Day 144: All Who are Thirsty

1 Kings 14-16; John 6:22-44

Key Verses

1 Kings 15:4
Nevertheless, for David’s sake the Lord his God gave [the evil king, Abijam] a lamp in Jerusalem, setting up his son after him, and establishing Jerusalem (1 Kings 15:4).

John 6:35
“Jesus said to them, ‘I am the bread of life; whoever comes to me shall not hunger, and whoever believes in me shall never thirst.”

Asa ruled Judah after Abijam, and did what was right in the eyes of the Lord. There are few “good” kings after David, but all of them reigned in Judah. The author makes a stark contrast between the kings of Israel and Judah as he lists all of the evil kings that reigned in Israel during the reign of Asa. God’s blessing remains on Judah only for the sake of David and the fulfillment of His promise.

The Davidic line must be preserved for the Promised One. the Bread of Life, who died to give life to the world.

We are all hungry. The question is… what are we hungry for? The satisfaction that the world offers is fleeting. Only Jesus satisfies the deep longing in our souls for life and purpose. He is the bread of life!

All who are thirsty…

Keeping up with the Kings
Judah: Rehoboam, Abijam, Asa (good), Jehoshaphat
Israel: Jeroboam, Nadab, Baasha, Elah, Zimri, Omri, Ahab

Day 125: The motivation for obedience

1 Kings 3-4; Luke 22:1-30

Key Verses

1 Kings 3:12-14
“Behold, I give you a wise and discerning mind, so that none like you has been before you and none like you shall arise after you. I give you also what you have not asked, both riches and honor, so that no other king shall compare with you, all your days. And if you will walk in my ways, keeping my statutes and my commandments, as your father David walked, then I will lengthen your days.”

Luke 22:25-27
And he said to them, “The kings of the Gentiles exercise lordship over them, and those in authority over them are called benefactors. But not so with you. Rather, let the greatest among you become as the youngest, and the leader as one who serves. For who is the greater, one who reclines at table or one who serves? Is it not the one who reclines at table? But I am among you as the one who serves.”

Solomon loves the Lord, and the Lord gives him great wisdom, but Solomon falters in the nitty-gritty daily-ness of his faith. He doesn’t obey God in all areas of his life, and eventually, his missteps lead him further and further away from God and God’s blessings. Specifically, we read of Solomon acquiring many horses (4:26) and turning back to Egypt to find a wife (3:1). These actions are in direct opposition to the laws for Kings written in Deuteronomy:

Only he must not acquire many horses for himself or cause the people to return to Egypt in order to acquire many horses, since the Lord has said to you,‘You shall never return that way again.’ And he shall not acquire many wives for himself, lest his heart turn away, nor shall he acquire for himself excessive silver and gold (Deuteronomy 17:16-17).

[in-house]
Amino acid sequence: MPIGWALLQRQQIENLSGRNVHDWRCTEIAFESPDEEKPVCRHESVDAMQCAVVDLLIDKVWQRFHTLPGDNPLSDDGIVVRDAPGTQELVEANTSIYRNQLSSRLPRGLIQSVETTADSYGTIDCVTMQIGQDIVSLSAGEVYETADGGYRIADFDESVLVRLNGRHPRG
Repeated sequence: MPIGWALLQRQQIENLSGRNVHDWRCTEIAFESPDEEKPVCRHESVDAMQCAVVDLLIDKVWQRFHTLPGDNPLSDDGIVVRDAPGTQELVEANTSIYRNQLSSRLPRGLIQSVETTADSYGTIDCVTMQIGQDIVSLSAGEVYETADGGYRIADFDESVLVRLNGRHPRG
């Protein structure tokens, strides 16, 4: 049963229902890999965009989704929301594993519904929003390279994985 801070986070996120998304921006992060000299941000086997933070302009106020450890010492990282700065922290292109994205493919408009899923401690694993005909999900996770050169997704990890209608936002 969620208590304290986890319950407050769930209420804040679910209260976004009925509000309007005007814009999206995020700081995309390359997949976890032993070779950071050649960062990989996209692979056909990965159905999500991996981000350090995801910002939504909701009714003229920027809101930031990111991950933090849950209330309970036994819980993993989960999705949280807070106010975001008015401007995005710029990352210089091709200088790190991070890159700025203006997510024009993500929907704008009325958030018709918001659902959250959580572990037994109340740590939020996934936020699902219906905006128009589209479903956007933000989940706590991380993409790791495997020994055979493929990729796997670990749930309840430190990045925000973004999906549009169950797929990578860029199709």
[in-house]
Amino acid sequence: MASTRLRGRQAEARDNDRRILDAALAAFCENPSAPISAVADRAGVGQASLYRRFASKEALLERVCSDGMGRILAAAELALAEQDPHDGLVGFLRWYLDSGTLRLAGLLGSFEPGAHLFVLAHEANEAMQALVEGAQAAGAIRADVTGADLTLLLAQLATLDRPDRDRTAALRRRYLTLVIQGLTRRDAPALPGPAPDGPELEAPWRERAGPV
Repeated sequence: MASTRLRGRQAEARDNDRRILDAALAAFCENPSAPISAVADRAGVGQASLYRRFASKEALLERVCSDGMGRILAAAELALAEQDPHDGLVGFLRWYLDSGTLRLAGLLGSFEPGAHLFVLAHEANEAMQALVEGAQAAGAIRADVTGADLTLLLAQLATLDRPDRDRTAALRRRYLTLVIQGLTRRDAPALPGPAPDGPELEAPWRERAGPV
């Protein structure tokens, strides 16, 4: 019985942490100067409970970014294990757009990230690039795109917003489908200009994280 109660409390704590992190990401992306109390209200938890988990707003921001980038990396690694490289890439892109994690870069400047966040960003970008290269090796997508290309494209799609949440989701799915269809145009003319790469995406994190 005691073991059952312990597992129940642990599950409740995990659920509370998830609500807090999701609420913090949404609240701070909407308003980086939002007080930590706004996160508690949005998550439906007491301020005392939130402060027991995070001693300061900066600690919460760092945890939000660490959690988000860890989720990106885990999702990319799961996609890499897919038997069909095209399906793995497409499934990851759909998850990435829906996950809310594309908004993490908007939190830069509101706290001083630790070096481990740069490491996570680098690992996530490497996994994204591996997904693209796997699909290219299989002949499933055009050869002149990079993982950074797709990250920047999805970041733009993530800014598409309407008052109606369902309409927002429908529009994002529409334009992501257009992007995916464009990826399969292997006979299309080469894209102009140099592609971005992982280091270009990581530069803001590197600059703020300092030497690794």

Solomon’s mistakes are a familiar road for many of us. Compromising obedience in daily life can slowly turn us completely away from our faith. Many times, apostasy is a slow burn and not a quick blaze.

In order to keep ourselves from falling away, we must cling to the hip of our Savior. His grace and help are our lifeline to an obedient life. The sacrament of communion (instituted in today’s passage from Luke) is a gift to us to help us remember the great Sacrifice of our Savior. His death is the evidence of His incomprehensible love for us! It is this love that should motivate us to obey…

For Christ’s love compels us, because we are convinced that one died for all, and therefore all died. And he died for all, that those who live should no longer live for themselves but for him who died for them and was raised again (2 Corinthians 5:14-15, NIV).

Day 124: David’s Dynasty

1 Kings 1-2; Luke 21:20-38

Key Verses

1 Kings 2:1-4
When David’s time to die drew near, he commanded Solomon his son, saying, 2″I am about to go the way of all the earth. Be strong, and show yourself a man, 3and keep the charge of the Lord your God, walking in his ways and keeping his statutes, his commandments, his rules, and his testimonies, as it is written in the Law of Moses, that you may prosper in all that you do and wherever you turn, 4that the Lord may establish his word that he spoke concerning me, saying, ‘If your sons pay close attention to their way, to walk before me in faithfulness with all their heart and with all their soul, you shall not lack a man on the throne of Israel.'”

Luke 21:33
Heaven and earth will pass away, but my words will not pass away.

Today we begin 1 Kings which is the story of the continuation of David’s dynasty. David’s oldest remaining son, Adonijah, plotted to make himself King apart from his father’s knowledge. But God, and therefore, David had chosen Solomon to succeed David as king. 1 Kings 1-2 is the story of David establishing his dynasty through Solomon.